Hunting for Pathogens

Our Diagnostic laboratories offers a wide range of targeted analytical tests to detect the presence of bacteria, viruses, fungi and parasites. An interview with Prof. Gilbert Greub, Director of our Institute of Microbiology.

What diseases can you diagnose in your laboratory?

Historically speaking, microbiology has enabled us to identify the pathogens that cause infectious diseases, which can sometimes be very serious, such as pneumonia, endocarditis or pyelonephritis. (Editor's note: infections affecting respectively the lungs, the heart and the kidneys). But we have recently come to the conclusion that microbes could also be the cause of other types of diseases. Here in Lausanne, we suspect, for example, that Chlamydia pneumoniae bacteria might be the cause of a certain kind of asthma. However, we should be aware that we all carry about half a kilo of bacteria which, contrary to popular belief, play an important role in the proper functioning of our bodies. An imbalance of this bacterial population can have many consequences. Thus, a change in the bacterial composition of the intestine may be associated with obesity.

What is the volume of your workload?

Our laboratory receives from 300 to 500 samples every day, on which we conduct one or more tests, which is equivalent to about 800 analyses every day. We mainly identify the pathogens responsible for respiratory infections, such as pneumonia or bronchitis, or urinary infections, such as cystitis. But, as we are a hospital laboratory, we also handle samples taken from severe or very unusual cases. For example, we recently discovered an infection never seen before here at the CHUV. The infection is called sparganosis and was caused by the larvae of a parasitic worm which, instead of completing its natural cycle in the body of a dog, accidentally contaminated a human host, our patient.

That takes a lot of hard work! What kinds of tests do you conduct?

Taking as an example pneumonia, which can be caused by numerous bacteria or viruses, we examine the patient's sputum, typically using three methods. Firstly, a microscopic examination, which provides a preliminary indication of the presence or absence of bacteria and their quantity. It allows us to magnify the germs one thousand times, so we see them with a size of one millimetre. The diagnosis can then be refined by cultivating the sputum. This is done in dishes containing agar medium, which is inoculated and incubated for 24 to 48 hours, so we can detect most bacteria potentially involved in the patient's pneumonia. Lastly, once we have isolated the suspected microorganism, we analyse its resistance to antibiotics and send our findings to the treating physician.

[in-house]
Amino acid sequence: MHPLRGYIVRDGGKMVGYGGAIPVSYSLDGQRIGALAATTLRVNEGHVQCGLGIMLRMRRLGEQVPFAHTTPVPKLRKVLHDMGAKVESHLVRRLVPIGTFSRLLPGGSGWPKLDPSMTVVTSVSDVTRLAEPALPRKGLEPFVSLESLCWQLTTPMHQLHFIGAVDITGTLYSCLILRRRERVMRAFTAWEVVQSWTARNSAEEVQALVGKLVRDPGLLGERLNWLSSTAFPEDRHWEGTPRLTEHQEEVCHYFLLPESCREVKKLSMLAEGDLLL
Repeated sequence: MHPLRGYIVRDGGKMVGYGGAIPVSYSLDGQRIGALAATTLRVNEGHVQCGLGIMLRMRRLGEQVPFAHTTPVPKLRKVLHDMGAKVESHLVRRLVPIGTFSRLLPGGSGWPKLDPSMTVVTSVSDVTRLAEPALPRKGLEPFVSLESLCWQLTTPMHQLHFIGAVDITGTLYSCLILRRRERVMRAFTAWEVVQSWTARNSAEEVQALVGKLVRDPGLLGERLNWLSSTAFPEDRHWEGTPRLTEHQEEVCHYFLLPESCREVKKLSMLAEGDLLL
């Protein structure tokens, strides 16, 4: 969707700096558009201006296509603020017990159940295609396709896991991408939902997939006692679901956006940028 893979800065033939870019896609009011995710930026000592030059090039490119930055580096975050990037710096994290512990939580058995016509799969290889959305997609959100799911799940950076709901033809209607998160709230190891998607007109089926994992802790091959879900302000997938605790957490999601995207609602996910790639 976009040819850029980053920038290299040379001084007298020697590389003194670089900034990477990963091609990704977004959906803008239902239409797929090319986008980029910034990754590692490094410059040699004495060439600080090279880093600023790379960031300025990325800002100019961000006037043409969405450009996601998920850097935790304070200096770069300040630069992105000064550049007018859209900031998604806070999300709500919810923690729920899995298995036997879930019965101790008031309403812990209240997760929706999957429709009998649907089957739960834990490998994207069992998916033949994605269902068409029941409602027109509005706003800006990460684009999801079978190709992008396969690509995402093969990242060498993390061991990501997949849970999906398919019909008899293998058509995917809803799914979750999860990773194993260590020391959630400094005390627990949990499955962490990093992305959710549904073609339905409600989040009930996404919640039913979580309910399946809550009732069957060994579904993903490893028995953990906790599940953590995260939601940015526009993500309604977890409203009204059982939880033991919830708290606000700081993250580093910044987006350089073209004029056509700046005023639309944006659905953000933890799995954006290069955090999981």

But why do you need to identify precisely the pathogen causing the pneumonia?

If we know the precise identity of the pathogen, we can choose the most appropriate antibiotic treatment, with less side effects than a combination of multiple antibiotics. Moreover, this gives us an indication of its mode of transmission, which helps us to guide public health measures during an epidemic. In 2012, for example, a dozen cases of pneumonia were caused by Coxiella burnetii, and the original source was identified as a farm in the canton of Vaud with a flock of 1,200 infected sheep.

And do you also practise molecular biology?

Of course! What we analyse is the DNA or RNA of the pathogen. For this purpose, we increasingly use PCR techniques, which consist of extracting, amplifying and detecting a gene that is specific to a particular bacterium or virus, or a gene that is common to several different organisms. Continuing with our example of pneumonia, these techniques allow us to identify bacteria that cause atypical pneumonia, such as Chlamydia pneumoniae, mycoplasma or several respiratory viruses, particularly in the case of immunosuppressed patients. Thus, the real challenge for the treating physician is not simply to diagnose a case of pneumonia, but to identify its cause, as dozens of different pathogens may be responsible for the infection.

That's like finding a needle in a haystack!

Yes, it can sometimes be quite complicated! Since 2012, we also have a Clinical Genomics and Metagenomics laboratory, which is an area in which we were forerunners. In that laboratory, we analyse the genome, that is to say the entire set of genes of these micro-organisms, keeping in mind that each bacterium has between 1000 and 5000 genes... This approach greatly facilitates the identification of patients infected with the same strain of bacteria, which helps us to detect certain epidemics. As for metagenomics, which involves the sequencing of the entire DNA of a microbial community present in a given location, for example in the gastrointestinal flora, we are currently using this technique mostly in research projects. But it will soon be included in our diagnostic arsenal, especially for obesity, which is a very promising field!

The diagnostic laboratories

  • Serology laboratory

    Indirect diagnosis of microbial infections through the detection of antibodies in the serum of the patients

 Last updated on 24/06/2018 at 14:29